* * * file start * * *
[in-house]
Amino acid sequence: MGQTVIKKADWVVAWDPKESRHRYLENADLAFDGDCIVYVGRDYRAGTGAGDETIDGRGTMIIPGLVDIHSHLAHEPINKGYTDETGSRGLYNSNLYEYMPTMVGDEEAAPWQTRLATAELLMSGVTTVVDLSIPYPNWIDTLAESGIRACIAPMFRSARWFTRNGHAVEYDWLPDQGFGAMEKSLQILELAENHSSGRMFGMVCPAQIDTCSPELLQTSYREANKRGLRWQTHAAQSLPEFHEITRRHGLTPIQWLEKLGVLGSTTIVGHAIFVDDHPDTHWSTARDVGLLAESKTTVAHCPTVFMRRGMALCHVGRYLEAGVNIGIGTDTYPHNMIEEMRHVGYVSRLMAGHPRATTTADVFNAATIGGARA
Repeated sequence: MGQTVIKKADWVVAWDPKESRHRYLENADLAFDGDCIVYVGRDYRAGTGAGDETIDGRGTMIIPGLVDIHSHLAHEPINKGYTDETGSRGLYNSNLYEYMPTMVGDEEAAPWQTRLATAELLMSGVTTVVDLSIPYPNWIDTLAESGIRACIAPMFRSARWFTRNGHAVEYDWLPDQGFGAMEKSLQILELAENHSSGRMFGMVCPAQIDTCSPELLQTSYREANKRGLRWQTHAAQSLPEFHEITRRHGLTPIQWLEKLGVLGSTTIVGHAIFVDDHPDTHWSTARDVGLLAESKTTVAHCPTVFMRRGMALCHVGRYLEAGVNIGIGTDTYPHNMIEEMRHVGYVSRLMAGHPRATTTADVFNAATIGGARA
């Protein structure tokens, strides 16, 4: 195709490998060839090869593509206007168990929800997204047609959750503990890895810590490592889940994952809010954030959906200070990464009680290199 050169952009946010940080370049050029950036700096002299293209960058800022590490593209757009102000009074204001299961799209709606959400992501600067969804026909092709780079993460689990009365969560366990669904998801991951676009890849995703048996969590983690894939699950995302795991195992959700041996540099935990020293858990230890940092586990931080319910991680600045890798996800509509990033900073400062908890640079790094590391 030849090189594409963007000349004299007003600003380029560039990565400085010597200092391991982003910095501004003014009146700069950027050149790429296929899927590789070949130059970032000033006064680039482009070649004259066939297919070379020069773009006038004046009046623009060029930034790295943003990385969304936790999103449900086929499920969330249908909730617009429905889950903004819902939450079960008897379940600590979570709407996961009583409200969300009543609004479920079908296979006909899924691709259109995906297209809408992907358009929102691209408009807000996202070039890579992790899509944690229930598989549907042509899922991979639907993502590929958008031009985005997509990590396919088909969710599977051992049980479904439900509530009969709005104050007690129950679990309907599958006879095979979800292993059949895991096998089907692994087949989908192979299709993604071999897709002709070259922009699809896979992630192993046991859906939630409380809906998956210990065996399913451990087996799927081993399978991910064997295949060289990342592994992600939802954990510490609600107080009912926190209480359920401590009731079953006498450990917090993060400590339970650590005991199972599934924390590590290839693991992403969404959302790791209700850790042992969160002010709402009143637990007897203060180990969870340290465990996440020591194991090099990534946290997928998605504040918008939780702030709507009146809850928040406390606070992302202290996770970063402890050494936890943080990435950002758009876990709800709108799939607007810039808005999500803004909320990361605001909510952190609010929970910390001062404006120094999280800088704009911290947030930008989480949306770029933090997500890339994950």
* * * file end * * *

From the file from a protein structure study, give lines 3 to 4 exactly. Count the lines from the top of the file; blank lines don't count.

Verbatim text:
Repeated sequence: MGQTVIKKADWVVAWDPKESRHRYLENADLAFDGDCIVYVGRDYRAGTGAGDETIDGRGTMIIPGLVDIHSHLAHEPINKGYTDETGSRGLYNSNLYEYMPTMVGDEEAAPWQTRLATAELLMSGVTTVVDLSIPYPNWIDTLAESGIRACIAPMFRSARWFTRNGHAVEYDWLPDQGFGAMEKSLQILELAENHSSGRMFGMVCPAQIDTCSPELLQTSYREANKRGLRWQTHAAQSLPEFHEITRRHGLTPIQWLEKLGVLGSTTIVGHAIFVDDHPDTHWSTARDVGLLAESKTTVAHCPTVFMRRGMALCHVGRYLEAGVNIGIGTDTYPHNMIEEMRHVGYVSRLMAGHPRATTTADVFNAATIGGARA
């Protein structure tokens, strides 16, 4: 195709490998060839090869593509206007168990929800997204047609959750503990890895810590490592889940994952809010954030959906200070990464009680290199 050169952009946010940080370049050029950036700096002299293209960058800022590490593209757009102000009074204001299961799209709606959400992501600067969804026909092709780079993460689990009365969560366990669904998801991951676009890849995703048996969590983690894939699950995302795991195992959700041996540099935990020293858990230890940092586990931080319910991680600045890798996800509509990033900073400062908890640079790094590391 030849090189594409963007000349004299007003600003380029560039990565400085010597200092391991982003910095501004003014009146700069950027050149790429296929899927590789070949130059970032000033006064680039482009070649004259066939297919070379020069773009006038004046009046623009060029930034790295943003990385969304936790999103449900086929499920969330249908909730617009429905889950903004819902939450079960008897379940600590979570709407996961009583409200969300009543609004479920079908296979006909899924691709259109995906297209809408992907358009929102691209408009807000996202070039890579992790899509944690229930598989549907042509899922991979639907993502590929958008031009985005997509990590396919088909969710599977051992049980479904439900509530009969709005104050007690129950679990309907599958006879095979979800292993059949895991096998089907692994087949989908192979299709993604071999897709002709070259922009699809896979992630192993046991859906939630409380809906998956210990065996399913451990087996799927081993399978991910064997295949060289990342592994992600939802954990510490609600107080009912926190209480359920401590009731079953006498450990917090993060400590339970650590005991199972599934924390590590290839693991992403969404959302790791209700850790042992969160002010709402009143637990007897203060180990969870340290465990996440020591194991090099990534946290997928998605504040918008939780702030709507009146809850928040406390606070992302202290996770970063402890050494936890943080990435950002758009876990709800709108799939607007810039808005999500803004909320990361605001909510952190609010929970910390001062404006120094999280800088704009911290947030930008989480949306770029933090997500890339994950």